Th-y had turned their horses towards Bayview and were walking them side 
by side. 

"1 think Col. Fletcher and father have gone to Kingston on some political 
mission ; at least Col. Fletcher brought news from headquarters at Toronto and 
I saw them reading the letters together." 

"But what is there disquieting in that, Mary Y 

"Nothing particular in that alone, but I could not help overhearing part of 
their conversation : and they were talking about the conversation we had Sun 
day, and father referred to something you said about revolution sometimes being 
necessary, or something like that. Colonel Fletcher appeared very excited and 
said he knew you, and he believed you would be a rebel if you were- not too Ing a 

"Me. my darling, what does he know about me? I know the man only by 
reputation. Nobody even knows what my political opinions are, because 1 have 
purposely avoided discussing politics ; and I don t know that 1 have ever had an 
opportunity of proving myself a coward." , 

"Malcolm, you don t think I believe a word of it, and I don t think father does, 
but you cannot tell what enemies you may have or what they may be doing.. 
And 1 know. dear, you wouldn t be a cowar 1 if it came to the test. I think that 
was the meanest thing !" and the tears came into .Mary s eyes. 

They discussed the situation on the way home, and came to the conclusion 
that Malcolm should call and see Col. Fletcher and the squire when they return 
ed, and clear himself from any suspicions that might cling to him. 

M-ilcolm had almost dismissed the matter from his mind, but on his road home 
after supper, when he had no companions but his own thoughts, Col. Fletcher s 
remark would persist incoming back. The mciv he thought of it the more 


insinuation of cowardice galled him. and it was none the less rankling because he 
could discover no reason for the charge. Malcolm was brooding over these 
thoughts and had got to the foot of Chuckery hill, where the upper road joins the 
old Y rk and Kingston stage road, and was passing a clump of trees near the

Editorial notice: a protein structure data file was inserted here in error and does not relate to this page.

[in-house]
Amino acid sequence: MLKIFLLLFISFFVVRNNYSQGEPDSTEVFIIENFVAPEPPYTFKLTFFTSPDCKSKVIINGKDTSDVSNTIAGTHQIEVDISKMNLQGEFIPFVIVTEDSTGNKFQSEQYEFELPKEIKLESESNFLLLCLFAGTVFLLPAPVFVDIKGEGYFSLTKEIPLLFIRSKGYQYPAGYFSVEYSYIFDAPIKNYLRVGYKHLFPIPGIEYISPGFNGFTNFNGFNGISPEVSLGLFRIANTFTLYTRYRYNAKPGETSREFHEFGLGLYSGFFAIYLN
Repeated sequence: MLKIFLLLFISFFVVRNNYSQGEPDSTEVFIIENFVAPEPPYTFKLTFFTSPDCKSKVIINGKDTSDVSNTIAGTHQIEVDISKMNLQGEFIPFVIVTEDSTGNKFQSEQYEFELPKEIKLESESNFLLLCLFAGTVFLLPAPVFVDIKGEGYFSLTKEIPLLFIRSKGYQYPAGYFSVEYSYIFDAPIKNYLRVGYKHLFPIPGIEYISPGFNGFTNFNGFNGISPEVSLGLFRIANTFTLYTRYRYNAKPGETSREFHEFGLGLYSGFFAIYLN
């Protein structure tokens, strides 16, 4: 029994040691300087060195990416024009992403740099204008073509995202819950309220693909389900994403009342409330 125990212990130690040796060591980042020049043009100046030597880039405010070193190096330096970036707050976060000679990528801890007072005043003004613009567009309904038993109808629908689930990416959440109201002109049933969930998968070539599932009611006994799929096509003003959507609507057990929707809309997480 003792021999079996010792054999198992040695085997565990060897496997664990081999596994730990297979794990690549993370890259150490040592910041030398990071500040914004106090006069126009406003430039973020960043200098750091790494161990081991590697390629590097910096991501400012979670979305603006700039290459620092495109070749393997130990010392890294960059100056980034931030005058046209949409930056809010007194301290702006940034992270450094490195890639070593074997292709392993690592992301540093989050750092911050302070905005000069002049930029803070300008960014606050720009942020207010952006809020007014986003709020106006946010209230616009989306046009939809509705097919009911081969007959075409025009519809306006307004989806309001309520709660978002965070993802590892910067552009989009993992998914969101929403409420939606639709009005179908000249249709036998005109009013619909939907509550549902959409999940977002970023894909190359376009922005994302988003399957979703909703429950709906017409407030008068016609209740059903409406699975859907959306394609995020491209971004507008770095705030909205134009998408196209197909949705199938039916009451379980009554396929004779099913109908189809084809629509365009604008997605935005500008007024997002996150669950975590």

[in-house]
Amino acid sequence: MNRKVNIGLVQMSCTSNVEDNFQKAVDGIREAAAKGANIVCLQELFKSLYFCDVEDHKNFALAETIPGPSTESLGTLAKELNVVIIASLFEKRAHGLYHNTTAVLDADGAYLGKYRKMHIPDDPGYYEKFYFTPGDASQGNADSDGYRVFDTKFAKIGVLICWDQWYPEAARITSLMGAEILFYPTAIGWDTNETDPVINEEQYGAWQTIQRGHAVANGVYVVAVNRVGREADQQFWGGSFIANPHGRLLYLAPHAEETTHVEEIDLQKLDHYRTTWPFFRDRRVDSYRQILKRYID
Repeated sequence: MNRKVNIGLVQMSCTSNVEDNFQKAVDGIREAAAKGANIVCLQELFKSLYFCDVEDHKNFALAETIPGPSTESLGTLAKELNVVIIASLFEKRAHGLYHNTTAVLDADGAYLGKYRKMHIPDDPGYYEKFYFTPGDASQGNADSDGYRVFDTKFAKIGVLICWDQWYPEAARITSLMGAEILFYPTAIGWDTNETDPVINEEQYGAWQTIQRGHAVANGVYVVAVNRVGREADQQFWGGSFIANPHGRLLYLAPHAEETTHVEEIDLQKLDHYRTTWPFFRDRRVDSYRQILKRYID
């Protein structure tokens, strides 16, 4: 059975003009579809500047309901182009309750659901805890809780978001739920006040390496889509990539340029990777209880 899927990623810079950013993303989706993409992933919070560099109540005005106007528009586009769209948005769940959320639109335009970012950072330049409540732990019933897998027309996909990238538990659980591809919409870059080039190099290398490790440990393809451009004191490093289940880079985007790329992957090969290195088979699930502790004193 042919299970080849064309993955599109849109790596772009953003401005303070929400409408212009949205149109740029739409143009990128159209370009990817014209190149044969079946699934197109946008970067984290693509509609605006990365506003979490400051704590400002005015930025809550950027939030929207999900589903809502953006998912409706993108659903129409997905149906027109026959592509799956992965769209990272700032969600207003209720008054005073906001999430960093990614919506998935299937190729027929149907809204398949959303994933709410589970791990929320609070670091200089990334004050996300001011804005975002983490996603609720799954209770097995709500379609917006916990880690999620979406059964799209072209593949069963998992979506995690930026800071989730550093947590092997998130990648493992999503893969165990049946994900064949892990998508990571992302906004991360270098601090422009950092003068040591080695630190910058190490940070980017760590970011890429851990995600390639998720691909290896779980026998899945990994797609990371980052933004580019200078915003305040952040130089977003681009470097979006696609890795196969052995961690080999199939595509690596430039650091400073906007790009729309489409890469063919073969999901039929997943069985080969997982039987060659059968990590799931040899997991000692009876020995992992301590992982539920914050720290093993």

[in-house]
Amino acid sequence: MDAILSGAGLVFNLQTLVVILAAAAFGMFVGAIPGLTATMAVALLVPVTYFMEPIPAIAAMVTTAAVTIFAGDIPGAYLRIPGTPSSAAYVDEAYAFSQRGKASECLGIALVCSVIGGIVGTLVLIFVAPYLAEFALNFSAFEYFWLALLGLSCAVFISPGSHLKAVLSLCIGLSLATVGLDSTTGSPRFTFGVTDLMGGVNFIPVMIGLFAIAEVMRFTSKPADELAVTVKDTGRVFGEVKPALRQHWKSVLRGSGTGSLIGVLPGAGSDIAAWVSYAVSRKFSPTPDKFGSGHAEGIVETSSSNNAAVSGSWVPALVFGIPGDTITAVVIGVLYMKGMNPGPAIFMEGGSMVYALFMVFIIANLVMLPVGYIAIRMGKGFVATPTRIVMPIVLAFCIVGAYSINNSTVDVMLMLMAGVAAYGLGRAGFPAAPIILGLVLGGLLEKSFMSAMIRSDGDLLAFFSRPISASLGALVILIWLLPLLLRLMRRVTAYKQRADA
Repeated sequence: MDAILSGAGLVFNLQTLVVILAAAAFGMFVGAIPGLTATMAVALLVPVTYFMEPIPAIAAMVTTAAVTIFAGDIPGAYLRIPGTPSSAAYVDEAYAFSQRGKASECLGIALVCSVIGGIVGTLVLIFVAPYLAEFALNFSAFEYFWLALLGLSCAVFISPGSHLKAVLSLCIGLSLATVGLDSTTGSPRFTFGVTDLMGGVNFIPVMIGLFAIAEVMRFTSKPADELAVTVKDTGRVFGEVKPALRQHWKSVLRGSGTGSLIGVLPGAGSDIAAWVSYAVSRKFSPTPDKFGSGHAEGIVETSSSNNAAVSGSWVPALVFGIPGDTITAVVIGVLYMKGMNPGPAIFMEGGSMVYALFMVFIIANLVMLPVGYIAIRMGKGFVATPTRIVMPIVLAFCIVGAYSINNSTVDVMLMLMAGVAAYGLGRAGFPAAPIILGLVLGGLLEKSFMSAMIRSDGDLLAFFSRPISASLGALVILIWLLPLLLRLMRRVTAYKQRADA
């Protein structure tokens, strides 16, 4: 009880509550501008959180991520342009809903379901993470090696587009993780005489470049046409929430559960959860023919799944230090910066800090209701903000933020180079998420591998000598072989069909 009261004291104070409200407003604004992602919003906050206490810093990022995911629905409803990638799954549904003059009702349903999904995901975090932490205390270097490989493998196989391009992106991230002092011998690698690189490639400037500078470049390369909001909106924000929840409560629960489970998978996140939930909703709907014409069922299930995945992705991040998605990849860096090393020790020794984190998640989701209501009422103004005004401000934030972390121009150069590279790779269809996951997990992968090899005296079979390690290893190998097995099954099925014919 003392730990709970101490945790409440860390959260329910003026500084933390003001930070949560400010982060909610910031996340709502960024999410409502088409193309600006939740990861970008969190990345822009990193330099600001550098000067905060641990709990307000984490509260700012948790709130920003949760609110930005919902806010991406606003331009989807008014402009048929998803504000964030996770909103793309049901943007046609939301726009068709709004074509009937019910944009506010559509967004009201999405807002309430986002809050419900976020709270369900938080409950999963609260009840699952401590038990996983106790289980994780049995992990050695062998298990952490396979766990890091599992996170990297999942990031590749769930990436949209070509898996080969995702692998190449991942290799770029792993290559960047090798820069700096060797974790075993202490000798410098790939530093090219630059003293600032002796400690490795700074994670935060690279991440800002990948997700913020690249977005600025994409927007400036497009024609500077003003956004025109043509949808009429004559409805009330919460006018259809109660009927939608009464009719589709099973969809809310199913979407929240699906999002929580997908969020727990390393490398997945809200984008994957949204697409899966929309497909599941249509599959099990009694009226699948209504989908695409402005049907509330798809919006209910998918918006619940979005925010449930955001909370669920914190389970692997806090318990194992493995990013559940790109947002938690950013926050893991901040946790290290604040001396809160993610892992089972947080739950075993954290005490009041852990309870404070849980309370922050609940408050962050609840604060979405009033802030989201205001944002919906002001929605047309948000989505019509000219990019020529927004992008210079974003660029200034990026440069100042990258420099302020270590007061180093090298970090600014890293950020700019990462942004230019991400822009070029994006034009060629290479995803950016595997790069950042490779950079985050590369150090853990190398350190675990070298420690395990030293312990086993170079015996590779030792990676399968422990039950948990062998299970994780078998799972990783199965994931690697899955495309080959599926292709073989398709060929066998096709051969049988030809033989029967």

roadway when he heard a voice, "Be that you, doctor ?" 

It was already nearly dark, and as Malcolm pulled up his horse he recogiiix. 

speaker as a tenant of the squire s named Jenkins. Jenkins was one of the 
better class of immigrants, who had come out a year or two previously. 

"Anybody sick around here, doctor ?" asked Jenkins, without waiting for an. 
answer to his first question. 

"No one worse than myself, that I know of. Jenkins." 

"I tell ee. doctor, there he strange things appening around ere, 

Malcolm supposed Jenkins had seen something he thought was a ghost, a 
replied with a laugh, "Oh, yes. strange things are happening every day." 

"Oh, but this is more than hordinary strange." 

"What is ? What are you talking about. Jenkiii- :" 

"Well, I be in town this afternoon, and three men ride np to Striker s Inn. " 

"Well, what did they iV :" 

"Why. I was coming *ome and didn t wait to see what they do." 

"I don t see anything particularly strange about that," said Malcolm. 

"No, that been t the strange part o it. You see I was coming ome on fo; 
My black mare got lame yesterday, when 

"Never mind your black mare, Jenkins. You walked home anyway." 

"No I didn t, doctor. I" 

Well, what did you do : What is the point in all this !-" 

"Why, dot-tor. 1 got as far a- this and set down behind these tree- 
I eard them men coming. I knew them because one of the orses had white i 

tien they got just here they stopped." Jenkins was not accustomed to 

s ! ::ieil narrative and he stopped as well. 

"Well, what did they do I-" asked Malcolm impaHently. 
"Well, sir. they took out a flask and all took a drink around." 

The doctor could not restrain 1 ; ted a* Jenkins denouement. 

u-e told plainly that he didn t approve of this hilarity on the doctor ,- 
I- nd he began to scratch his puzzled head. Evidently this process a--isteu" 

his faculty of expression, and lie said, "1 tell ee. doctor, them men he going torolv 


the IV! Mil COa jh." 

How da you know that ?" 
"Why, I eard them say so right yere." 

"Hat why didn t you tell me that before? The coach must be nearly due 

"You wouldn t give me time to a. doctor," replied Jenkins in an injured; 


Bat the doctor had alr< irned his hors< .ward the 

p where the :-tage would cross. If the intentions of the robbers were to 

ickthe coach they would undoubtedly do so in the heavy v. hat lay 

between him and the Ferry Hotel. If he could reach this ho d give the 

warning before the coach left, there would be li . . It was only s<. 

t wo or three miles away and Male:. :rred his horse into a gallop. He had 

rcely entered the dark woods when he heard the < rn. They 

leaving the hotel. A short distance further on he heard a hor- 
the ground ;! few yards from the roadway, The robbers had probably picketed 
ir horses and were going to attack the coach on foot, In a few minutes more 
he haarcl the clatter of the coach as it cams rolling over 

. it came. When within ten yards Malcolm shouted \vi his 

h. He could hear the coachman pull- up hi* h 
lantern along the road. "Safe/ said m to himself. 

There was the flash and report of a pistol not five ray, and Malcolm 

reeled in his : ::d fell. 

X; : i coach and its passengers wer - Knowing that it was 

ifcei, and that it would by 1 party 

nn; en by surprise, the robbers h 

en they reached Alalcolm they fojand hhn u is. Theycr. 

him to the hotel, but it was plain tha wound he had received was 

whole of the pi ;d entered ar or more